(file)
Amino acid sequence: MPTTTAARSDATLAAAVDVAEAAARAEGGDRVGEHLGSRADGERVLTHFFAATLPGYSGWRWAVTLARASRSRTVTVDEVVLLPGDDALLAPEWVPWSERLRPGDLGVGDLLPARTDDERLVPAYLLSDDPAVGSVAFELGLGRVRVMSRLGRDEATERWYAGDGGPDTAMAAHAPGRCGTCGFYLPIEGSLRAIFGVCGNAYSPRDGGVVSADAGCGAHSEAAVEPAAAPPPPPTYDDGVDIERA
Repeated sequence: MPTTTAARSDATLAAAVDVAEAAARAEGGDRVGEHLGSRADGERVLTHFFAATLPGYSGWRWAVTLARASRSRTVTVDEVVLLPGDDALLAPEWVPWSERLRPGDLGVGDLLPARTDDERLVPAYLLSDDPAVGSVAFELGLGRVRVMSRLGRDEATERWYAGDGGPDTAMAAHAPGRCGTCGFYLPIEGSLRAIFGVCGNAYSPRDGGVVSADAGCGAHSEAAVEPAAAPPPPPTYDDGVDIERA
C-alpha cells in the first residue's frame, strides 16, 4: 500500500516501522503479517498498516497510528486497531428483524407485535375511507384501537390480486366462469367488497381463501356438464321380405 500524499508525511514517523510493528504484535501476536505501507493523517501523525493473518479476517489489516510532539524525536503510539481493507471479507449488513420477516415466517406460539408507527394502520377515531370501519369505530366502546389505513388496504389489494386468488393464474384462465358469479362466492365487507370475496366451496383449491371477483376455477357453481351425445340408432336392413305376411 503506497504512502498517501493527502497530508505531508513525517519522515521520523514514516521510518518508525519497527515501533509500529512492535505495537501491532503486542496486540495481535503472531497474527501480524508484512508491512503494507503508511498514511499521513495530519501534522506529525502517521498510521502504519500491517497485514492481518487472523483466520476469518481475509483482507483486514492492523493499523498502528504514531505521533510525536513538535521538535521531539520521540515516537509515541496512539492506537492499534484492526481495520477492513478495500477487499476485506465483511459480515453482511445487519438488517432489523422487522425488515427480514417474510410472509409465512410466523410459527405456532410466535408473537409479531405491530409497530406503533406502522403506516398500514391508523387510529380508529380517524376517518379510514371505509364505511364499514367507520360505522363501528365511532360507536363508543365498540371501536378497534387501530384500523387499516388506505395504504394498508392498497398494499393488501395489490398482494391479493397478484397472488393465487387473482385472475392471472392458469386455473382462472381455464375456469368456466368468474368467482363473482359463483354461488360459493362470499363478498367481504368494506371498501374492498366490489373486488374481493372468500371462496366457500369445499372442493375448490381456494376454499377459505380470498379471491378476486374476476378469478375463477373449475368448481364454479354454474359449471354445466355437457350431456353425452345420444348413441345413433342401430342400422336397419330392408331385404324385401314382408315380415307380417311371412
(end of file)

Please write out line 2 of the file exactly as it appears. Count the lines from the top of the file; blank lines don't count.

Repeated sequence: MPTTTAARSDATLAAAVDVAEAAARAEGGDRVGEHLGSRADGERVLTHFFAATLPGYSGWRWAVTLARASRSRTVTVDEVVLLPGDDALLAPEWVPWSERLRPGDLGVGDLLPARTDDERLVPAYLLSDDPAVGSVAFELGLGRVRVMSRLGRDEATERWYAGDGGPDTAMAAHAPGRCGTCGFYLPIEGSLRAIFGVCGNAYSPRDGGVVSADAGCGAHSEAAVEPAAAPPPPPTYDDGVDIERA